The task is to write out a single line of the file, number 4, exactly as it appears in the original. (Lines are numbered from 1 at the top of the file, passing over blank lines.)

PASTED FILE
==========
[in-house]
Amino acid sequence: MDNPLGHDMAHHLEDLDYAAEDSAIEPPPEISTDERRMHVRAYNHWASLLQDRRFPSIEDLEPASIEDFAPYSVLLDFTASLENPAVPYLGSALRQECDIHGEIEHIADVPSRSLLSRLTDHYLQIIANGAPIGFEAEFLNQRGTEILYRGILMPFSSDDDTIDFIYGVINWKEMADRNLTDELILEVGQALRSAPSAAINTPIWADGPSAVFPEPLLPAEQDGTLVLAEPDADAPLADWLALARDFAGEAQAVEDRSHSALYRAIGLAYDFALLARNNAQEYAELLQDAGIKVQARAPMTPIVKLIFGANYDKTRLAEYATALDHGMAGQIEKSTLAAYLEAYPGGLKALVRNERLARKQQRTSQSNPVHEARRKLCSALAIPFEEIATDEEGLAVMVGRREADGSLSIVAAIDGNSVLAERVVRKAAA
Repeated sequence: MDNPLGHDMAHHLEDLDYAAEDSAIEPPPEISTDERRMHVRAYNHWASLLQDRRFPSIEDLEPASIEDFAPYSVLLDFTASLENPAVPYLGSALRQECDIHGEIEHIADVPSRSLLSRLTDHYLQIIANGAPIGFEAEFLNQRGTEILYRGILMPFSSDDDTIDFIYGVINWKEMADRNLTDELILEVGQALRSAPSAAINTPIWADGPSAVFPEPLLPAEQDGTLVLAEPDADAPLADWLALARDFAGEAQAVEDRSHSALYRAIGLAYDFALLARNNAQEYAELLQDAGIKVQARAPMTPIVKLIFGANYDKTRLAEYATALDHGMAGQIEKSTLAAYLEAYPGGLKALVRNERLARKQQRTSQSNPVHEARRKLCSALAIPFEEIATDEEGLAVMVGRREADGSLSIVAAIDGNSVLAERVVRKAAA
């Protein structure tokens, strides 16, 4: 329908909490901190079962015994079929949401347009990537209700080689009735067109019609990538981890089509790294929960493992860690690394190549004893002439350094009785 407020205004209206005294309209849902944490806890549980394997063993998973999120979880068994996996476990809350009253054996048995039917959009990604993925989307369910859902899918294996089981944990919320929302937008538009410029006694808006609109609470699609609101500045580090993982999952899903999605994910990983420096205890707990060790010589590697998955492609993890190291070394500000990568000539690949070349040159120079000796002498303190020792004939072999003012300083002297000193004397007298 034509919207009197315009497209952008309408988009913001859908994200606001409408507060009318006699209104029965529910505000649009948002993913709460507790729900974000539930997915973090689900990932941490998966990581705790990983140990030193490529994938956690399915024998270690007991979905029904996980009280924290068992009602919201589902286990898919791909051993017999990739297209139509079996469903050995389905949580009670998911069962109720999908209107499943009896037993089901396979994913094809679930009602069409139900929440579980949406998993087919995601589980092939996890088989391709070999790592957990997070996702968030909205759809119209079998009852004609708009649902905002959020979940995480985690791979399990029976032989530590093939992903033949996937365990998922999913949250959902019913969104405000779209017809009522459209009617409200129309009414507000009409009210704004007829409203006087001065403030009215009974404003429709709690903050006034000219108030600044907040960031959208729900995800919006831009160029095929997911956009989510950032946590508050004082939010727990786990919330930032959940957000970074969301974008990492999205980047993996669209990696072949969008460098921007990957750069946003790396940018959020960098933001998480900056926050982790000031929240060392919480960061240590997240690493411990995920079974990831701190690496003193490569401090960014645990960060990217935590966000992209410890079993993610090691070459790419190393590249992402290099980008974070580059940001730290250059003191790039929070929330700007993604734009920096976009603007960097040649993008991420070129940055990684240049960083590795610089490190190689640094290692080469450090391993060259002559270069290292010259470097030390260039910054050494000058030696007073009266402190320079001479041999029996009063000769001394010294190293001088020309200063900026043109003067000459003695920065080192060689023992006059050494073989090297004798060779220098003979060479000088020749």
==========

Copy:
């Protein structure tokens, strides 16, 4: 329908909490901190079962015994079929949401347009990537209700080689009735067109019609990538981890089509790294929960493992860690690394190549004893002439350094009785 407020205004209206005294309209849902944490806890549980394997063993998973999120979880068994996996476990809350009253054996048995039917959009990604993925989307369910859902899918294996089981944990919320929302937008538009410029006694808006609109609470699609609101500045580090993982999952899903999605994910990983420096205890707990060790010589590697998955492609993890190291070394500000990568000539690949070349040159120079000796002498303190020792004939072999003012300083002297000193004397007298 034509919207009197315009497209952008309408988009913001859908994200606001409408507060009318006699209104029965529910505000649009948002993913709460507790729900974000539930997915973090689900990932941490998966990581705790990983140990030193490529994938956690399915024998270690007991979905029904996980009280924290068992009602919201589902286990898919791909051993017999990739297209139509079996469903050995389905949580009670998911069962109720999908209107499943009896037993089901396979994913094809679930009602069409139900929440579980949406998993087919995601589980092939996890088989391709070999790592957990997070996702968030909205759809119209079998009852004609708009649902905002959020979940995480985690791979399990029976032989530590093939992903033949996937365990998922999913949250959902019913969104405000779209017809009522459209009617409200129309009414507000009409009210704004007829409203006087001065403030009215009974404003429709709690903050006034000219108030600044907040960031959208729900995800919006831009160029095929997911956009989510950032946590508050004082939010727990786990919330930032959940957000970074969301974008990492999205980047993996669209990696072949969008460098921007990957750069946003790396940018959020960098933001998480900056926050982790000031929240060392919480960061240590997240690493411990995920079974990831701190690496003193490569401090960014645990960060990217935590966000992209410890079993993610090691070459790419190393590249992402290099980008974070580059940001730290250059003191790039929070929330700007993604734009920096976009603007960097040649993008991420070129940055990684240049960083590795610089490190190689640094290692080469450090391993060259002559270069290292010259470097030390260039910054050494000058030696007073009266402190320079001479041999029996009063000769001394010294190293001088020309200063900026043109003067000459003695920065080192060689023992006059050494073989090297004798060779220098003979060479000088020749």